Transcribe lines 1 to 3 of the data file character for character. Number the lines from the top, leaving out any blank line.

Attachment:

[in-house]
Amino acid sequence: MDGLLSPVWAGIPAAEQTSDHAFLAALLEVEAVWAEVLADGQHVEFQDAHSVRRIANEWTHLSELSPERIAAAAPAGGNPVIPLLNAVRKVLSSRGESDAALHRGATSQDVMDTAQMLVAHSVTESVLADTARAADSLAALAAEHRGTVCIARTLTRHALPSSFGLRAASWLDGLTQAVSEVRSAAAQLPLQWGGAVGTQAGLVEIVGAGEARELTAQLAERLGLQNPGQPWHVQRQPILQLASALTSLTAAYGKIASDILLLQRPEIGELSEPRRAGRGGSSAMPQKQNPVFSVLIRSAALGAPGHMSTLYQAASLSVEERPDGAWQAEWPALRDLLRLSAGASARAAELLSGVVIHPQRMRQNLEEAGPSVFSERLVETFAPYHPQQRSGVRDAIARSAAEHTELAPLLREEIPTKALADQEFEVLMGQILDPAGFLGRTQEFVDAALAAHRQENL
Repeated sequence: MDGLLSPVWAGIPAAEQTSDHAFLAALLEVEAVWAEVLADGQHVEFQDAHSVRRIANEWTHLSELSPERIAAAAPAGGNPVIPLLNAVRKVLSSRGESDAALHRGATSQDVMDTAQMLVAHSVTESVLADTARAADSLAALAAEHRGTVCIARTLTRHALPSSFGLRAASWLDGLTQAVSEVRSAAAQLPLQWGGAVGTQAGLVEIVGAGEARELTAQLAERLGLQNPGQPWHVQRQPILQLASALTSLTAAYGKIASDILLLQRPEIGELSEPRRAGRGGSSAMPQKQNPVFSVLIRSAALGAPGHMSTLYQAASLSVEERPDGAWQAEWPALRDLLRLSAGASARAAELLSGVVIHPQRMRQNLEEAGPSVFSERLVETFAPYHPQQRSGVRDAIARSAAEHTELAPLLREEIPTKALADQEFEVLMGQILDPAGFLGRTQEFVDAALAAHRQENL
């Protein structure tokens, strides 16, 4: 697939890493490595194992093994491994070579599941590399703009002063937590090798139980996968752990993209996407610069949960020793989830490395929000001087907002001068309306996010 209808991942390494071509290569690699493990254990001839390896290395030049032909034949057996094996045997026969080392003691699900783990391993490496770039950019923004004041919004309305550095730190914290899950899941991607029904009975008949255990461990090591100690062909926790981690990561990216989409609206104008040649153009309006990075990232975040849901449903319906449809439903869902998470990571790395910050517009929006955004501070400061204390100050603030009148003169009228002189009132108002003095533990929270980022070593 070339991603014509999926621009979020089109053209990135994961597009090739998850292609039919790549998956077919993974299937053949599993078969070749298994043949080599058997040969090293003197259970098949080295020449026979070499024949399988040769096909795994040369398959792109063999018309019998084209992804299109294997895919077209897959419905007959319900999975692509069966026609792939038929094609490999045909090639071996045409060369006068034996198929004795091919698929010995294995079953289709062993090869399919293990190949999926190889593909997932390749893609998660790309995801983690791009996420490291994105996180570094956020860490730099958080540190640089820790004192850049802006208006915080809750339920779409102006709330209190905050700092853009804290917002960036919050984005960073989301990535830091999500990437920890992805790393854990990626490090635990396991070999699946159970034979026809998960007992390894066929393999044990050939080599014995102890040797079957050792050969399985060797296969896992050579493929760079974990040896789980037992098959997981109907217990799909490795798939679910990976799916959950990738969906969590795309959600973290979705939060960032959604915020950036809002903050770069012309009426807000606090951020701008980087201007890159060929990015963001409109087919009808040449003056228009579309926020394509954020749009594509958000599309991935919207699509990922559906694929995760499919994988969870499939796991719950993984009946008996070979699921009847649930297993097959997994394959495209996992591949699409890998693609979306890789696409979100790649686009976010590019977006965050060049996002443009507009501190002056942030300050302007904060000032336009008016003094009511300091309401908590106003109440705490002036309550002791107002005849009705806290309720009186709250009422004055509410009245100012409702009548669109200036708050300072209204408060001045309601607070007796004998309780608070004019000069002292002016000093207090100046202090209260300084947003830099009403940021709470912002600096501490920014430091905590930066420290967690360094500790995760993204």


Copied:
[in-house]
Amino acid sequence: MDGLLSPVWAGIPAAEQTSDHAFLAALLEVEAVWAEVLADGQHVEFQDAHSVRRIANEWTHLSELSPERIAAAAPAGGNPVIPLLNAVRKVLSSRGESDAALHRGATSQDVMDTAQMLVAHSVTESVLADTARAADSLAALAAEHRGTVCIARTLTRHALPSSFGLRAASWLDGLTQAVSEVRSAAAQLPLQWGGAVGTQAGLVEIVGAGEARELTAQLAERLGLQNPGQPWHVQRQPILQLASALTSLTAAYGKIASDILLLQRPEIGELSEPRRAGRGGSSAMPQKQNPVFSVLIRSAALGAPGHMSTLYQAASLSVEERPDGAWQAEWPALRDLLRLSAGASARAAELLSGVVIHPQRMRQNLEEAGPSVFSERLVETFAPYHPQQRSGVRDAIARSAAEHTELAPLLREEIPTKALADQEFEVLMGQILDPAGFLGRTQEFVDAALAAHRQENL
Repeated sequence: MDGLLSPVWAGIPAAEQTSDHAFLAALLEVEAVWAEVLADGQHVEFQDAHSVRRIANEWTHLSELSPERIAAAAPAGGNPVIPLLNAVRKVLSSRGESDAALHRGATSQDVMDTAQMLVAHSVTESVLADTARAADSLAALAAEHRGTVCIARTLTRHALPSSFGLRAASWLDGLTQAVSEVRSAAAQLPLQWGGAVGTQAGLVEIVGAGEARELTAQLAERLGLQNPGQPWHVQRQPILQLASALTSLTAAYGKIASDILLLQRPEIGELSEPRRAGRGGSSAMPQKQNPVFSVLIRSAALGAPGHMSTLYQAASLSVEERPDGAWQAEWPALRDLLRLSAGASARAAELLSGVVIHPQRMRQNLEEAGPSVFSERLVETFAPYHPQQRSGVRDAIARSAAEHTELAPLLREEIPTKALADQEFEVLMGQILDPAGFLGRTQEFVDAALAAHRQENL